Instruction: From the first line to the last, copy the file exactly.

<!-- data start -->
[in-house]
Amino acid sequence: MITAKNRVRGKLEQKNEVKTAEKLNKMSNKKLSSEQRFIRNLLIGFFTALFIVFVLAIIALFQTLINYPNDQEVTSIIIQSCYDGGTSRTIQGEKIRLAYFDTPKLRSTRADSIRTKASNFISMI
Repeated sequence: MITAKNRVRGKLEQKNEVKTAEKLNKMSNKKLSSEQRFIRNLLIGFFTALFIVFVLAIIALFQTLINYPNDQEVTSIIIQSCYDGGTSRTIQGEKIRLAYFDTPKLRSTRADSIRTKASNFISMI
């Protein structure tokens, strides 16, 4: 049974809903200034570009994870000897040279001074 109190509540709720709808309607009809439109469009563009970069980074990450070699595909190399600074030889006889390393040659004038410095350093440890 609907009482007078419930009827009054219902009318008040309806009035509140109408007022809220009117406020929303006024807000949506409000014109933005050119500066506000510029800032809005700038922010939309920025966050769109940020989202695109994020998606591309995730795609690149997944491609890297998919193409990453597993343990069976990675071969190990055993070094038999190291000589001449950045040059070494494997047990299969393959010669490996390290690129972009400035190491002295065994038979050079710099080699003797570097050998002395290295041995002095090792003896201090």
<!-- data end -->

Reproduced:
[in-house]
Amino acid sequence: MITAKNRVRGKLEQKNEVKTAEKLNKMSNKKLSSEQRFIRNLLIGFFTALFIVFVLAIIALFQTLINYPNDQEVTSIIIQSCYDGGTSRTIQGEKIRLAYFDTPKLRSTRADSIRTKASNFISMI
Repeated sequence: MITAKNRVRGKLEQKNEVKTAEKLNKMSNKKLSSEQRFIRNLLIGFFTALFIVFVLAIIALFQTLINYPNDQEVTSIIIQSCYDGGTSRTIQGEKIRLAYFDTPKLRSTRADSIRTKASNFISMI
């Protein structure tokens, strides 16, 4: 049974809903200034570009994870000897040279001074 109190509540709720709808309607009809439109469009563009970069980074990450070699595909190399600074030889006889390393040659004038410095350093440890 609907009482007078419930009827009054219902009318008040309806009035509140109408007022809220009117406020929303006024807000949506409000014109933005050119500066506000510029800032809005700038922010939309920025966050769109940020989202695109994020998606591309995730795609690149997944491609890297998919193409990453597993343990069976990675071969190990055993070094038999190291000589001449950045040059070494494997047990299969393959010669490996390290690129972009400035190491002295065994038979050079710099080699003797570097050998002395290295041995002095090792003896201090």